Exclusive: How to use ESG factors as a competitive advantage

ESG

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In the Global Risk Report 2021 published by the World Economic Forum environmental risks ranked high on the risk perception survey. “Extreme weather conditions” was in the top three “Clear and present dangers” up there with cybersecurity concerns and “biodiversity loss” was up there with “state collapse” in the “existential threats” section.

Respondents in the Global Risks Report said that they expected an increase in “economic confrontations” in the coming years, a development closely followed by “polarization of domestic politics”, “extreme heat waves” and “destruction of natural ecosystems”.

Correct risk management must integrate cyber risk and ESG (Environmental, Social and Governance) factors in order to have a holistic approach and increase the resilience of the business to changes in the ecosystem in which it has incidence.

ESG factors used to be on the backburner of risk assessments since they were seen as long term risks and with little impact on the bottom line, but the rapid acceleration of technological, political and cultural change has put ESG factors on the decision table, probably for good. After a considerable increase in cyber-attacks and changes in the sociopolitical landscape due to the pandemic, the US Securities and Exchange Commission is considering rules requiring ESG disclosures for public companies. NASDAQ has proposed requiring its listed companies to disclose corporate board diversity statistics.

The pandemic has highlighted how crucial human capital is for the value chain and the social and environmental factors to which they are most vulnerable. As I always say, the same risk factors that affect companies also affect the corporate community.

Environmental, Social and Governance Factors (ESG) are those that determine how an organisation is managed and what is the impact that it has on its context, as well as its ability to face a rapidly-changing situation and use them as competitive advantages.

Environmental factors (E) analyse the contribution and performance of a business in terms of environmental challenges.

The social factor (S) must take into account the impact that the activities carried out by the company have on its corporate community, for example, in terms of diversity, human rights or healthcare.

And the governance factor (G) studies the impact that shareholders and management have on their corporate community.

At the heart of ESG criteria is the simple idea that companies are more likely to be successful if they create value for all their stakeholders – employees, customers, suppliers and society in general, including the environment – and not just for the company.

The generation that in a few years will dominate the labour and consumer market, the millennials or “the generation of values” tends to evaluate the ethical and sustainable behaviour of the companies for which they work for and the products they consume.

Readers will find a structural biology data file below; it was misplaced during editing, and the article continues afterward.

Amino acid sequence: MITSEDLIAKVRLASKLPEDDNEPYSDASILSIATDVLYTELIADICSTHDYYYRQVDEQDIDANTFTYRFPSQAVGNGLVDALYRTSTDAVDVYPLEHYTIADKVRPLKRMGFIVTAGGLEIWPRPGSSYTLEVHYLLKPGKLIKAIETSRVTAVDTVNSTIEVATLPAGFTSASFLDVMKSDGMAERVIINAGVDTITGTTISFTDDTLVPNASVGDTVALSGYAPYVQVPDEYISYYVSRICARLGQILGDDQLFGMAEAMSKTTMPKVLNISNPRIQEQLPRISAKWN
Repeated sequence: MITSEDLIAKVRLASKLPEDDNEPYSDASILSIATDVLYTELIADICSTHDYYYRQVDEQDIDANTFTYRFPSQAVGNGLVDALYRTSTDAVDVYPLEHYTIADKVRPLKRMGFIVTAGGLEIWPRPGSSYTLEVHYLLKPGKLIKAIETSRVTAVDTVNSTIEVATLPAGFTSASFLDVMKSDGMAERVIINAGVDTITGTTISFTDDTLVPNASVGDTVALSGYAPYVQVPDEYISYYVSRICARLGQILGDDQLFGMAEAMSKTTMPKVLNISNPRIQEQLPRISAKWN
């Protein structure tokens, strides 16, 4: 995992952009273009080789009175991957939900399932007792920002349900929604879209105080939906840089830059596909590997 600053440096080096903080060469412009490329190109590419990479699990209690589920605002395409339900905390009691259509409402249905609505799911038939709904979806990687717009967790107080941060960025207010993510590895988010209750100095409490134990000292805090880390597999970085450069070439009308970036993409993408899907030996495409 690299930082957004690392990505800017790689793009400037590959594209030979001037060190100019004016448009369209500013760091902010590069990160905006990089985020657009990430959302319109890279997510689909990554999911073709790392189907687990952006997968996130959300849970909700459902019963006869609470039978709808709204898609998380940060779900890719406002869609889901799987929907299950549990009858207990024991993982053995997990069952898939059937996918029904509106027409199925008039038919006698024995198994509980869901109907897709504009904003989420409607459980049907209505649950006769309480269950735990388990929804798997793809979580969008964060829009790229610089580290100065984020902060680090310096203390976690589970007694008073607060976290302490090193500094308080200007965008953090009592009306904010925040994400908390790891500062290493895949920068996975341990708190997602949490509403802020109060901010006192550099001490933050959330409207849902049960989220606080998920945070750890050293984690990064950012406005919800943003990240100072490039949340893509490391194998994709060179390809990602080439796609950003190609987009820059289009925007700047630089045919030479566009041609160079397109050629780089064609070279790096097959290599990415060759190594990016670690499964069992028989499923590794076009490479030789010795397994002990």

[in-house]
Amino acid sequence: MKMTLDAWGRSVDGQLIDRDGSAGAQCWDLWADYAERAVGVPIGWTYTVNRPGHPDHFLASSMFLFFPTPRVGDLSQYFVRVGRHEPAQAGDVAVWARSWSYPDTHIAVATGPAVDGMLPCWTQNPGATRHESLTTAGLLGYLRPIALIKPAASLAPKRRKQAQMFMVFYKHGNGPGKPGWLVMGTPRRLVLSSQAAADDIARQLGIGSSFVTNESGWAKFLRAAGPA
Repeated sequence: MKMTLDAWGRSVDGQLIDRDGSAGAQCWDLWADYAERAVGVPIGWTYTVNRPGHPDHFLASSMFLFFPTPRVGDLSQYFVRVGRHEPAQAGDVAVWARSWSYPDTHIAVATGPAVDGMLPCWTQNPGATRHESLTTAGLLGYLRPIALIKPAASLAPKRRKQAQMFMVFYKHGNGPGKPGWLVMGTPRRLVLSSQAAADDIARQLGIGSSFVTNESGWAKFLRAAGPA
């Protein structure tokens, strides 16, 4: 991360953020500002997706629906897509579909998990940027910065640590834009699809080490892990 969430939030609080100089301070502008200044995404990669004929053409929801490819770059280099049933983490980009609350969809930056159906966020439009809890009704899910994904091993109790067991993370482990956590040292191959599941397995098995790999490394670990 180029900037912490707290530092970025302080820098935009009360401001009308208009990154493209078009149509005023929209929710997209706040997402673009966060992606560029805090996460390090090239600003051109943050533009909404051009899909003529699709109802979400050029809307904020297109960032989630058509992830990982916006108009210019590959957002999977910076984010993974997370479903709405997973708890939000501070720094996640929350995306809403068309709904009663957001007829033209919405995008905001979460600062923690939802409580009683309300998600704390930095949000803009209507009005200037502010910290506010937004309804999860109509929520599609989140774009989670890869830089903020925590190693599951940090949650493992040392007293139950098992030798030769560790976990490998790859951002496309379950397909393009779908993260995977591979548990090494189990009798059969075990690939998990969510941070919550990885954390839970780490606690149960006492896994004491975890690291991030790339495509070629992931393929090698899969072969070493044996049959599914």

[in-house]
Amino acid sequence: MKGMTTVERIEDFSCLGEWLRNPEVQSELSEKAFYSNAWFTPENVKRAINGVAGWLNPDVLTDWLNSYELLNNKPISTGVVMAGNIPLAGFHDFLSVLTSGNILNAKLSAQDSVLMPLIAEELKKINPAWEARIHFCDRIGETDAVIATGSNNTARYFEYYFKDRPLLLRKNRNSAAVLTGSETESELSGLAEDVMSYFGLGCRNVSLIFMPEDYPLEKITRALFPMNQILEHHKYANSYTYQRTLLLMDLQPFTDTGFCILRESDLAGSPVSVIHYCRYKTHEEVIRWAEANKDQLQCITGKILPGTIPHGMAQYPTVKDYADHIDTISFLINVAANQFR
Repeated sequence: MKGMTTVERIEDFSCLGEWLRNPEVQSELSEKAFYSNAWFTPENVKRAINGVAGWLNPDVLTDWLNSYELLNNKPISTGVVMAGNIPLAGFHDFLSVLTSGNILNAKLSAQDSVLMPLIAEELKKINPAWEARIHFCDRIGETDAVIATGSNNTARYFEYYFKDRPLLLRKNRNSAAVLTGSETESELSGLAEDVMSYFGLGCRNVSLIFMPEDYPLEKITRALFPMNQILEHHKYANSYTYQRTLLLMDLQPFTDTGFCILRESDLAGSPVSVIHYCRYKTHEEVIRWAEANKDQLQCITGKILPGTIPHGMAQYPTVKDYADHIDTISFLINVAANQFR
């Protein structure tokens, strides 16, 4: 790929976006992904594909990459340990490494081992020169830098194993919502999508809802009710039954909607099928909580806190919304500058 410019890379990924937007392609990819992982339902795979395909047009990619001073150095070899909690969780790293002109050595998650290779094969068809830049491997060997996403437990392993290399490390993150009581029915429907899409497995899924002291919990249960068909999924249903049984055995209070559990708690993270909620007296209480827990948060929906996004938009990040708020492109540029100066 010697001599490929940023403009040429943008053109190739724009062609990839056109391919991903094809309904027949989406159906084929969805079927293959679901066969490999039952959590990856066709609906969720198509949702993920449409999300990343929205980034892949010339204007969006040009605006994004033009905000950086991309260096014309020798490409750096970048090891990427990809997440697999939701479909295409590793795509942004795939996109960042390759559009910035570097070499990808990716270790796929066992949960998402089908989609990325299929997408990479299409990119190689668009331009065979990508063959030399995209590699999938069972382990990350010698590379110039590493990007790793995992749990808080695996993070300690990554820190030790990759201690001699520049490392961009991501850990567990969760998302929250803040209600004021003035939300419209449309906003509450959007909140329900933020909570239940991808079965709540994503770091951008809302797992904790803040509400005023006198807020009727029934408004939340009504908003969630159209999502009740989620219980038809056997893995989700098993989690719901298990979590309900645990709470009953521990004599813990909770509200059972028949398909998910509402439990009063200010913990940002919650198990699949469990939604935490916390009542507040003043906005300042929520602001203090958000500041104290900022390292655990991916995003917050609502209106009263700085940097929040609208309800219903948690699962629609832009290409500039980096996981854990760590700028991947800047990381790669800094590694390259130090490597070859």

In a rapidly-evolving and ever-increasing context of uncertainty the only constant is change. If you adapt to change faster than your competitor, you win. Same as it is in nature. What we are seeing is a shift from the cold-blooded free market capitalism to a more value-based market.

So, the question is, how can I prepare my company to identify, control and integrate these risks in order to create a competitive advantage?

In the first place, companies must carry out a preliminary study of the materiality of the impacts in the medium and long term that environmental and social factors may have in their value and production chains in order to achieve competitive advantages within their market.

Second, conducting an assessment of potential ESG risks helps companies anticipate and avoid hazards. This process must begin with the boards of directors, whose role in periodically supervising these risks, especially those associated with governance, is essential.

An ESG risk analysis evaluates elements such as good governance, ethics, fiscal responsibility or transparency of a company. The management model of a company must focus on the decision-making process of companies in the medium and long term, so that they can create value for their stakeholders and not only solve specific problems in the short term.

Of course, all of the above will not make sense if the main objective of ESG risk analysis and management is not put into perspective and remembered: to improve the impact of the business on society. Companies committed to sustainability are better prepared to face risks, produce great economic value and improve life for their corporate community. And only then, with bold decisions and strategic plans in which ‘sustainability’ is much more than a buzzword, can we contribute to a better future for all.

ESG
Peter Backman

By Peter Backman

You can connect with Peter on LinkedIn here

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